Thirty-seven workshops were presented over the course of Thursday and Friday. These sessions were broken into eight tracks: apples and orcharding, cidermaking, flavor and terroir, sales and distribution, marketing and trends, better business, legal and compliance, and history.
While we couldn’t attend them all, some of the highlights included:
- Creating Consumer Excitement with Food Pairing Suggestions (“The perfect food pairing in the one that is perfect for you.” –Jennie Dorsey)
- Tasting and Terroir of True Crabs Non-Malus Domestica Apples (“It’s like drinking a sparkling Lambrusco.” -Dan Haykins)
- Introductory Palate Training, led by Darlene Hayes. This session provided first-hand experience of how acid, tannins and sugar affect flavor and texture differences.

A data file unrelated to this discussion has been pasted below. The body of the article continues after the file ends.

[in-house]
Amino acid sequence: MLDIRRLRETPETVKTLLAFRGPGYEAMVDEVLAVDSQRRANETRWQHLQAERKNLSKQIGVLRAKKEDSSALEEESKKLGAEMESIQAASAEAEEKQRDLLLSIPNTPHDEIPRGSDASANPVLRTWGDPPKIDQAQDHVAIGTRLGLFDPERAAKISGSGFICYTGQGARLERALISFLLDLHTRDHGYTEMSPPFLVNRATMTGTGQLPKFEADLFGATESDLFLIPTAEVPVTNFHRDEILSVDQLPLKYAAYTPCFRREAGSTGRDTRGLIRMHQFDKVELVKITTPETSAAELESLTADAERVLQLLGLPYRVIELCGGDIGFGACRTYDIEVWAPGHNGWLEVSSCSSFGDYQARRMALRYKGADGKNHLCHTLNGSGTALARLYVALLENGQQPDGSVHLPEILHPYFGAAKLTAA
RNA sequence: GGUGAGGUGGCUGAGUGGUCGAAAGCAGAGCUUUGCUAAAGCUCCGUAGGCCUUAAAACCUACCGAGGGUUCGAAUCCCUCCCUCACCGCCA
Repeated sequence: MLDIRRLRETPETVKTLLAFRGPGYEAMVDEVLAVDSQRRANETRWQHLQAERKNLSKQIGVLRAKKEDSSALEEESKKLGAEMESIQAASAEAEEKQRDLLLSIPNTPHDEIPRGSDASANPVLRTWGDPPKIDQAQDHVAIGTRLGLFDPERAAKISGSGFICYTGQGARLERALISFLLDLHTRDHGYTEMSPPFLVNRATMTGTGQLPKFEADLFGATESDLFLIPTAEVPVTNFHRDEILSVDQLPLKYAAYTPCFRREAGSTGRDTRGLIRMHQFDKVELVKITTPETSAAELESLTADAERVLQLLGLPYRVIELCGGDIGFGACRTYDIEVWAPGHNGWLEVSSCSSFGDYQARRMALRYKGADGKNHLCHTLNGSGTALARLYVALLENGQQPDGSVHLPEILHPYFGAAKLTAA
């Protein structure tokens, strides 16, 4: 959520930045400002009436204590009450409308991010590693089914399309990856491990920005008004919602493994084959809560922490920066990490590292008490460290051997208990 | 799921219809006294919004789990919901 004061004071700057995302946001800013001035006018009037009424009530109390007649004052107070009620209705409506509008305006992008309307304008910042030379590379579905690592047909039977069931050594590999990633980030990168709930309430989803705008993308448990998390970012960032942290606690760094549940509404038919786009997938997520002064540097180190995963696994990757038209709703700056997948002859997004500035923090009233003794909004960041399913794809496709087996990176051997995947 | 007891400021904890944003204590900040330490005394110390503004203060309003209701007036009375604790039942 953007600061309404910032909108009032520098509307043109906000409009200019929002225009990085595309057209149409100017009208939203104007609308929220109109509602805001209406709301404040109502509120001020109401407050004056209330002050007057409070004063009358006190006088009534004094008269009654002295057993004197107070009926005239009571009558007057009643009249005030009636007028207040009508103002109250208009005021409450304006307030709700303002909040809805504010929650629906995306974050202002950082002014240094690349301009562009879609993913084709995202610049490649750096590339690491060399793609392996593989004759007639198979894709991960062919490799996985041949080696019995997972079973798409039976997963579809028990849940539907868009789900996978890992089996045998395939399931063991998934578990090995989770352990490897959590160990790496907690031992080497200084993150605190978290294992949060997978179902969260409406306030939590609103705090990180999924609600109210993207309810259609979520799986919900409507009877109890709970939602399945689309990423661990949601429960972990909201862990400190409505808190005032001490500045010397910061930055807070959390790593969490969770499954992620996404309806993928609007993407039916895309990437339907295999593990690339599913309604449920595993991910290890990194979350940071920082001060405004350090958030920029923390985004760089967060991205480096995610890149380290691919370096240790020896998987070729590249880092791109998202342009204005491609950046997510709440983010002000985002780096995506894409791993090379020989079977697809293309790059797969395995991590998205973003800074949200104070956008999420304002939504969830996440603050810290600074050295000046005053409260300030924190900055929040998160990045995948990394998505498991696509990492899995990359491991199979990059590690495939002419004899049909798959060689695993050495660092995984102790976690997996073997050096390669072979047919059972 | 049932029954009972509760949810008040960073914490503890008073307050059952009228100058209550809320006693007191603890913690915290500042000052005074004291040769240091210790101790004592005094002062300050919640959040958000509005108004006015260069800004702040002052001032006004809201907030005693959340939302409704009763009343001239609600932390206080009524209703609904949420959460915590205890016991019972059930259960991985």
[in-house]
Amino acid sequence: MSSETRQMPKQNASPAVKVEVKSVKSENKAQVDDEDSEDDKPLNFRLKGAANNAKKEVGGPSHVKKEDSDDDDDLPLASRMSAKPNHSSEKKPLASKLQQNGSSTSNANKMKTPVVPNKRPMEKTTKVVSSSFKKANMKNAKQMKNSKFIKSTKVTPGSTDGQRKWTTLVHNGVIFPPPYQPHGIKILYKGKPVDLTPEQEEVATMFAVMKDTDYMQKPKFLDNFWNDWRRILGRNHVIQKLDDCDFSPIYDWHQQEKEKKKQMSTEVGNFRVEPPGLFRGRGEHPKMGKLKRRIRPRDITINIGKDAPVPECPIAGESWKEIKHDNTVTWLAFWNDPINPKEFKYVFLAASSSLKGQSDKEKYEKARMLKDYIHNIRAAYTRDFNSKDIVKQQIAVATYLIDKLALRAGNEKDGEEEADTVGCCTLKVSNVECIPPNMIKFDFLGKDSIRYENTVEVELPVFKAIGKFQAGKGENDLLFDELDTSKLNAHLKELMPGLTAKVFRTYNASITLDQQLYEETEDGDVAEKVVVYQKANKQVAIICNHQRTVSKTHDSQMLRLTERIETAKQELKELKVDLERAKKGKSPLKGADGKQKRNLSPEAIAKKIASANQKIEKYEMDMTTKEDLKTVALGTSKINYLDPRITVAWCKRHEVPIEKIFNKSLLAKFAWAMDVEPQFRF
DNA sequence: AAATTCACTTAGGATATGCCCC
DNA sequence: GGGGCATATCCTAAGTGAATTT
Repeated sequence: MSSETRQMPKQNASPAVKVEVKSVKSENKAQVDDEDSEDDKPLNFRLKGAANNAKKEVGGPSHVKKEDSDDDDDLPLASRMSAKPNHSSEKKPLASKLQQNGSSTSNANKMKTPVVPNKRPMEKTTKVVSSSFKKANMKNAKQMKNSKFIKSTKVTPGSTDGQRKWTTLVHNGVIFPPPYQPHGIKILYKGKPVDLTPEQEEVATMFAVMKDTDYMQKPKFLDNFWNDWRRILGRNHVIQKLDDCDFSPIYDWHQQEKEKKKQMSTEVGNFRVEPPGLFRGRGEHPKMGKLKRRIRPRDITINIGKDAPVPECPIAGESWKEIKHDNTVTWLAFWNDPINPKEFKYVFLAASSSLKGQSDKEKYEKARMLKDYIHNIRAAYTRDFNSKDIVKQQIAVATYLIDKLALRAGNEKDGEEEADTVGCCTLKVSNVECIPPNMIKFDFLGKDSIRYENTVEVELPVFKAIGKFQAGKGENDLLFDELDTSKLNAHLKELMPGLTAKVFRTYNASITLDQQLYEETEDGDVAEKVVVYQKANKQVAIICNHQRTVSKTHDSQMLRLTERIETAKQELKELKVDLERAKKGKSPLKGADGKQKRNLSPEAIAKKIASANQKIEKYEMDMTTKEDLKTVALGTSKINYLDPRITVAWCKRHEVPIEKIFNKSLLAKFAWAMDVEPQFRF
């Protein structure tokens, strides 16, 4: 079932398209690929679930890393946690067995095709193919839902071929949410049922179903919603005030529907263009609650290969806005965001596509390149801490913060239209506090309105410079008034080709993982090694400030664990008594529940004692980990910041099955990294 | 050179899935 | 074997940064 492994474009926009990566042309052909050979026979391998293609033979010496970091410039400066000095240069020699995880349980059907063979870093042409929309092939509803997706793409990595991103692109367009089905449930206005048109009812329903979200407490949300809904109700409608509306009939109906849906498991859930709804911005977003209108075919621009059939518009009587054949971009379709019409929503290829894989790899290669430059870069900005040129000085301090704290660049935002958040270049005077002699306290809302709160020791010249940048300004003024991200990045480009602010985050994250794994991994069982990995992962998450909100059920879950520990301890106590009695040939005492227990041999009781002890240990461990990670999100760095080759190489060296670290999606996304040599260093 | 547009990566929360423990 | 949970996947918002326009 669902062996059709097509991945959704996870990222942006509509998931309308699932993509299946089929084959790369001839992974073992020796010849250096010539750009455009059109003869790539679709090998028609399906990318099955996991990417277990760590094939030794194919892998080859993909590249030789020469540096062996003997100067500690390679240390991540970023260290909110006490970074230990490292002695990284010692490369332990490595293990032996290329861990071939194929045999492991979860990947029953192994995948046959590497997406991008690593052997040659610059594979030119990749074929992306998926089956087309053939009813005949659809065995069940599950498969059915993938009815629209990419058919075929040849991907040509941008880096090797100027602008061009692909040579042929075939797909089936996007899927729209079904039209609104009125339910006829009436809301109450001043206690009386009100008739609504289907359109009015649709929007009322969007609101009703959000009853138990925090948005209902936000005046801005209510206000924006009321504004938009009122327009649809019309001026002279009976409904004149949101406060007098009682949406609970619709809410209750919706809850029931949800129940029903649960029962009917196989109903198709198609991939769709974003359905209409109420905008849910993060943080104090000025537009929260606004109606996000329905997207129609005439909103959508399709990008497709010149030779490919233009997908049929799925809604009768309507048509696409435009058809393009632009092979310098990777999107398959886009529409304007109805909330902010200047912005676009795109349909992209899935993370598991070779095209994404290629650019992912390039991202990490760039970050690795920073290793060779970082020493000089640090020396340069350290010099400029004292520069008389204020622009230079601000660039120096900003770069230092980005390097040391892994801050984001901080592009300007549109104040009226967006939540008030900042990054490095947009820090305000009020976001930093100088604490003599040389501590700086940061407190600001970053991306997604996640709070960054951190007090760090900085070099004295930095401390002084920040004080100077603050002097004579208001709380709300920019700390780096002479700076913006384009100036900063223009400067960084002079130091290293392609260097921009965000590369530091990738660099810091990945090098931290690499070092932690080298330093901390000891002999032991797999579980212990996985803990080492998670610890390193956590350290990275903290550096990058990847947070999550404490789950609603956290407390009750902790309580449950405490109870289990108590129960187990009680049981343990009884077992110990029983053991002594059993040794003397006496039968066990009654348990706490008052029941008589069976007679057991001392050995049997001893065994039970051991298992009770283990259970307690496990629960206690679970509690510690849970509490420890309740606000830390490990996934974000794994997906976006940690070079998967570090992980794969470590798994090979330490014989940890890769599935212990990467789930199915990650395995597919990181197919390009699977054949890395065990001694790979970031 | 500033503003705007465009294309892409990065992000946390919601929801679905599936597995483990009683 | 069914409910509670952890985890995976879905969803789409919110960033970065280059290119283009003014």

- Wild, Clean & Free: Wild-Fermenting, Without the Flaws, led by Christine Walter, an educational deep-dive into traditional and pét-nat processes while producing a cleanly fermented sparkling cider.
Instead of the Grand Tasting from CiderCon of years past, after the final Friday session, attendees spread out around Richmond to attend Richmond Meetups, part of Richmond Cider Days, an unaffiliated list of cider events sponsored by the Virginia Association of Cidermakers. We capped off our CiderCon by visiting local Richmond cideries, Blue Bee Cider and Buskey Cider.
Even though CiderCon just wrapped up, I’m excited for next year (which will be in our backyard). Looking forward to connecting with all my cider friends at CiderCon 2023, which will be held in Chicago, Illinois from January 31 through February 3, 2023.
- Albermarle Cider tour: South Ciders
- Jackson Ward & CiderCon workshop collage photos: The Cider Jawns
- All other photos: Courtesy of The Cider Soms